Why now is the lightest you will probably weigh all year
Study confirms that we stack on the kilos over the festive season – and it’s easier to avoid holiday weight gain than to lose the kilos after they happen
For the past few warm months, Swati Kapoor has been going easy on food and hard at the gym to look her best in summer dresses and bikinis. But with cooler weather coming, she knows it is probably downhill from here.
“In December I’m probably at my heaviest due to all the Christmas parties and markets, and the fact you can get away with a little flab under your winter coats,” she says.
Empathise with Kapoor? No surprise – and a recent study confirms it is not just coincidence.
For the average person, the time just before the start of the holiday season is the low point in an annual weight pattern that peaks during the holidays and takes nearly half a year to fully shed, according to the study published in September in the New England Journal of Medicine.
Using data from users of wireless scales (the Withings Smart Body Analyser, HK$1,298), the research team tracked weight gain and loss daily among nearly 3,000 adults in the US, Japan and Germany over one year, starting in August 2012. There were nearly 1,800 adults from the US (average age 42.2 years, 24 per cent obese), 400 adults from Japan (average age 41.6 years, 11 per cent obese) and 800 from Germany (average age 42.9 years, 19 per cent obese).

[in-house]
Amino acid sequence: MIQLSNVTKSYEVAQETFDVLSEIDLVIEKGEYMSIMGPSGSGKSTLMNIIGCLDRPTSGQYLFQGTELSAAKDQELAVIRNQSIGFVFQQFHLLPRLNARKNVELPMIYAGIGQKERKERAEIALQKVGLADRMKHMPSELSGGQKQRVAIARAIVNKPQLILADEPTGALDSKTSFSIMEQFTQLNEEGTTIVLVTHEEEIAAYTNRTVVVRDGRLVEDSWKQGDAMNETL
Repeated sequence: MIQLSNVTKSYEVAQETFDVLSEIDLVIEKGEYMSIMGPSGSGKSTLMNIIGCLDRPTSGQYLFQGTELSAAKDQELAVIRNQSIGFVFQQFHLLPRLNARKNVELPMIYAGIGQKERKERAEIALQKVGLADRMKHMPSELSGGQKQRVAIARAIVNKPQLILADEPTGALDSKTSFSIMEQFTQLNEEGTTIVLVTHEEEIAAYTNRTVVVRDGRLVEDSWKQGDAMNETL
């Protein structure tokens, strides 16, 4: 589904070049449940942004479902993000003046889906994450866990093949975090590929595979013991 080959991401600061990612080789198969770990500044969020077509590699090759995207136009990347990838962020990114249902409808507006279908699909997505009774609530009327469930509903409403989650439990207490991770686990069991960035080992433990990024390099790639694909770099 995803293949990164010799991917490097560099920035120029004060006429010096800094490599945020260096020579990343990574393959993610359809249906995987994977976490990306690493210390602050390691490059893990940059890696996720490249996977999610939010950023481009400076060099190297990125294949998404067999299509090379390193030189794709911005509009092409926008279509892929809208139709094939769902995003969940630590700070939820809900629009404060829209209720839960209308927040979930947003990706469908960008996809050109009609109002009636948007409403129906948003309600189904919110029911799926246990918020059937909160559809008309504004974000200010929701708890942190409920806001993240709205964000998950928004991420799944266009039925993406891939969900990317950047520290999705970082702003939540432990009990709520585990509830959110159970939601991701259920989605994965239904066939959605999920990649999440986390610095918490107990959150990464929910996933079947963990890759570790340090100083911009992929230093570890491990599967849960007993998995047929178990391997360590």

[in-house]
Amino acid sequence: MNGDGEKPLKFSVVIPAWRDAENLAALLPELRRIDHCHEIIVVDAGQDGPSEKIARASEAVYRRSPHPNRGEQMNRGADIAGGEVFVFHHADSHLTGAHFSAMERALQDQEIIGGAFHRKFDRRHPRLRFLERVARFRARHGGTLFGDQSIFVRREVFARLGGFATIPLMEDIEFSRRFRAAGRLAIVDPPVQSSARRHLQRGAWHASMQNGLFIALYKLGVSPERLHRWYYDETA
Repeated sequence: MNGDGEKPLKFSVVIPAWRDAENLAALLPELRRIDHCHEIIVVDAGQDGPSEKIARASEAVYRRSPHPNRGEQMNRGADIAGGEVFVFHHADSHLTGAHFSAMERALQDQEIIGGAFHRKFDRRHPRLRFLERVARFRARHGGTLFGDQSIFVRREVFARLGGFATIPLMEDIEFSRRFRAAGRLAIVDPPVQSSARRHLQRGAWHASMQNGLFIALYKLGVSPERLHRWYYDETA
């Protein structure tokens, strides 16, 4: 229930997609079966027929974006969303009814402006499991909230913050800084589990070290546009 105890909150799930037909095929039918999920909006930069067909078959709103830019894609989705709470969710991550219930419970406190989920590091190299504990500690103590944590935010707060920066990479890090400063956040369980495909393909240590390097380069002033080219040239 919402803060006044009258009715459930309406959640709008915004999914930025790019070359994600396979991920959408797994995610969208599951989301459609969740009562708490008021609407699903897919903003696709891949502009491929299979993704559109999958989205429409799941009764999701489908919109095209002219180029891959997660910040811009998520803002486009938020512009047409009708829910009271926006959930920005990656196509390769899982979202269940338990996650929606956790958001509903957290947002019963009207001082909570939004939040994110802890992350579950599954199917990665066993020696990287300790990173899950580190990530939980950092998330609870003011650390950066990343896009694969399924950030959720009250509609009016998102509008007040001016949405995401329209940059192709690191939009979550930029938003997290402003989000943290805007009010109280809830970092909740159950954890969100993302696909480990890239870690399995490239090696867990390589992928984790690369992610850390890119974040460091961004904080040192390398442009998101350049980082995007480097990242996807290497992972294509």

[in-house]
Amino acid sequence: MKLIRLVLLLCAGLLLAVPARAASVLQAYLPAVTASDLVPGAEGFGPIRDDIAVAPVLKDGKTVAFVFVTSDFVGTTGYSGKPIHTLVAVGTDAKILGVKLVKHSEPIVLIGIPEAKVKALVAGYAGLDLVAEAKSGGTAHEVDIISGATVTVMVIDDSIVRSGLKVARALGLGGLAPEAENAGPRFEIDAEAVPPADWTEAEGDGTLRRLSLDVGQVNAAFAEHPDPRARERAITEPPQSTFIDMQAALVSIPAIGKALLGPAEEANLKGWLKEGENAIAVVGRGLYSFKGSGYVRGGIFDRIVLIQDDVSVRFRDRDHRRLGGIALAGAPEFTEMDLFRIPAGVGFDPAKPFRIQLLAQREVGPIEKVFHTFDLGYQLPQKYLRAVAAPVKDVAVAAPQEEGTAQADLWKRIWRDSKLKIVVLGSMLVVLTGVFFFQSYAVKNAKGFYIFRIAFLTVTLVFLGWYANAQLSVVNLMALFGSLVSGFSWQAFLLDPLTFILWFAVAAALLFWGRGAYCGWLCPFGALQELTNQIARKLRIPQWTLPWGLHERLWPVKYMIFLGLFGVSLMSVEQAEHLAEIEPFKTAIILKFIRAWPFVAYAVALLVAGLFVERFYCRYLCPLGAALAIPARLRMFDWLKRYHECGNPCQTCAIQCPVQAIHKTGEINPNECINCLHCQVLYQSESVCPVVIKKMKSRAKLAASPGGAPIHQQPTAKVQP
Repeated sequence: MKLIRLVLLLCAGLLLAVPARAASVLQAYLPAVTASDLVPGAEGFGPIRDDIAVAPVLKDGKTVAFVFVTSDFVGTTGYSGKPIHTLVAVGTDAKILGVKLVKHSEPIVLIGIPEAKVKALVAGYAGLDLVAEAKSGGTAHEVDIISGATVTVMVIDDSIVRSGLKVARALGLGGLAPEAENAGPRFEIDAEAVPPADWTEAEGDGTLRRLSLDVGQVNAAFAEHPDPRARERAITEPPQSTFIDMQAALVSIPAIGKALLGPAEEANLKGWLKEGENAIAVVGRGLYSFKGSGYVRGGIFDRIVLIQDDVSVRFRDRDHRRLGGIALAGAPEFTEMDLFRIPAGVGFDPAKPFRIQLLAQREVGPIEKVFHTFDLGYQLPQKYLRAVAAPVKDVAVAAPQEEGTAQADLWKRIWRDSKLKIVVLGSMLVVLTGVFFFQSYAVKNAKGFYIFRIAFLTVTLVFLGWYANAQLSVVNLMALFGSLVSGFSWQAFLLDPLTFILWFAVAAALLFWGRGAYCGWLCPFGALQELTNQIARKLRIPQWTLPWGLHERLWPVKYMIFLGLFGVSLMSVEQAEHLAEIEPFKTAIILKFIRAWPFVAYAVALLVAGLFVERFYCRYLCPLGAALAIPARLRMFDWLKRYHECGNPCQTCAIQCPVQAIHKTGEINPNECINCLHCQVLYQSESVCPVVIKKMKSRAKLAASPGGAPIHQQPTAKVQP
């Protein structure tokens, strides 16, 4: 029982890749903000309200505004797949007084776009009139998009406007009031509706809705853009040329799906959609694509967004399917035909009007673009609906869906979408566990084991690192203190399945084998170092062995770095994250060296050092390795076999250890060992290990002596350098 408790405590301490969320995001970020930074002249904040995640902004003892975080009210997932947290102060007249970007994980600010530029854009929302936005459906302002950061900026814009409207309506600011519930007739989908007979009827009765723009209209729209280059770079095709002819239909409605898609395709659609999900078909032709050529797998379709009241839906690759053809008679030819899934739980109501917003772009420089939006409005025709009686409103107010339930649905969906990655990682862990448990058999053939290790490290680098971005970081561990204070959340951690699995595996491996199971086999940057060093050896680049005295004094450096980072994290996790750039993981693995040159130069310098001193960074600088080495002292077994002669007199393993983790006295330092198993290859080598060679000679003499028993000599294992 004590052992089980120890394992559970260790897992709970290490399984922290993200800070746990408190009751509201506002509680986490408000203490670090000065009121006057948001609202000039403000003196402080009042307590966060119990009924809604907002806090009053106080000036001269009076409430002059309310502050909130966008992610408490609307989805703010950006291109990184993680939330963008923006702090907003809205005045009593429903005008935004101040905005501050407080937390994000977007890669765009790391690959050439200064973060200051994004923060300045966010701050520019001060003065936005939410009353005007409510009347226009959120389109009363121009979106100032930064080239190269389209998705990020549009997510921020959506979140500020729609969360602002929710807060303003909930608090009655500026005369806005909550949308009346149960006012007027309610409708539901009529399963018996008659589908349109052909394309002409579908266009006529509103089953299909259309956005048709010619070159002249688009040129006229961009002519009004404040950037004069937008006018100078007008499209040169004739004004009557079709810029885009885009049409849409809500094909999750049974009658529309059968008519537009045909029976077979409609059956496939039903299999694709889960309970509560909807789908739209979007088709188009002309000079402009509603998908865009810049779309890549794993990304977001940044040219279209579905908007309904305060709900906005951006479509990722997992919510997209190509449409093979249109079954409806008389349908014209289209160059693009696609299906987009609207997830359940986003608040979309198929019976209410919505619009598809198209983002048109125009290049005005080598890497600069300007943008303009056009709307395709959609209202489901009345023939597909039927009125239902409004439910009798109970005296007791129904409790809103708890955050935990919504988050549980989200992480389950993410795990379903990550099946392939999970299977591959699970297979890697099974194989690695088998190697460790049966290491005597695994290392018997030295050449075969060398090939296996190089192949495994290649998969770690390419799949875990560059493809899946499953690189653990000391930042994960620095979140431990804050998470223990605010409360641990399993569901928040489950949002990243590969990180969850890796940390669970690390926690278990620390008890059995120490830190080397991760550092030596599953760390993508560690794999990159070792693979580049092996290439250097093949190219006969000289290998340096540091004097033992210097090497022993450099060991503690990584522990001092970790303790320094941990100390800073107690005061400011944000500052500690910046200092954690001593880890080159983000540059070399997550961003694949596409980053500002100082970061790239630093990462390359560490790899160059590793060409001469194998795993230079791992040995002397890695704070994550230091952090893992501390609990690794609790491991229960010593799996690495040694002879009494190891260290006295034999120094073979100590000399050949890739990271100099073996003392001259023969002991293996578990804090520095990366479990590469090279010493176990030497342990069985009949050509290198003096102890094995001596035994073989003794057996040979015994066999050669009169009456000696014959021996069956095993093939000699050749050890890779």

In the US, weight patterns begin rising at Thanksgiving and peak around Christmas and New Year’s Eve.
“We found that in the US, it isn’t until after Easter, about a five-month period, that weight patterns even out,” says Brian Wansink, director of the Food and Brand Lab at Cornell University in New York State. Wansink’s collaborators included researchers from Tampere University of Technology of Finland as well as Withings, the French company that sells connected health-monitoring devices.
The trend among the American participants indicated a weight bump of 0.2 per cent during Thanksgiving, and another 0.4 per cent at Christmas. It takes about five months to lose those holiday pounds, with weights typically stabilising from May to November before the cycle begins anew.
The German participants showed a similar trend, while the Japanese weigh the most during Golden Week, nearly one week off work around the end of April and beginning of May that combines a cluster of national holidays. Each country also showed a peak in weight gain at New Year’s.
“Everyone gains weight over the holidays – Americans, Germans, Japanese,” says Wansink. “Although this population sample may be wealthier, better educated and more motivated toward weight loss than average, [the study] still provides insights for practice.”
Hongkongers were not part of the study but it is unlikely we are immune to this trend, especially with food being a centrepiece of most celebrations. With the annual Lunar New Year holidays in late January in 2017, the holiday weight gain is likely to be prolonged.
Crystal Chan finds bucking the trend is easy. “I can’t run in the humid summer but love running in the autumn and early winter, so my personal weight seems less then,” she says.
But for most of us who struggle with holiday pounds, Wansink suggests instead of making a New Year’s weight-loss resolution, do it now. He says: “It’s easier to avoid holiday pounds than to lose them after they happen.”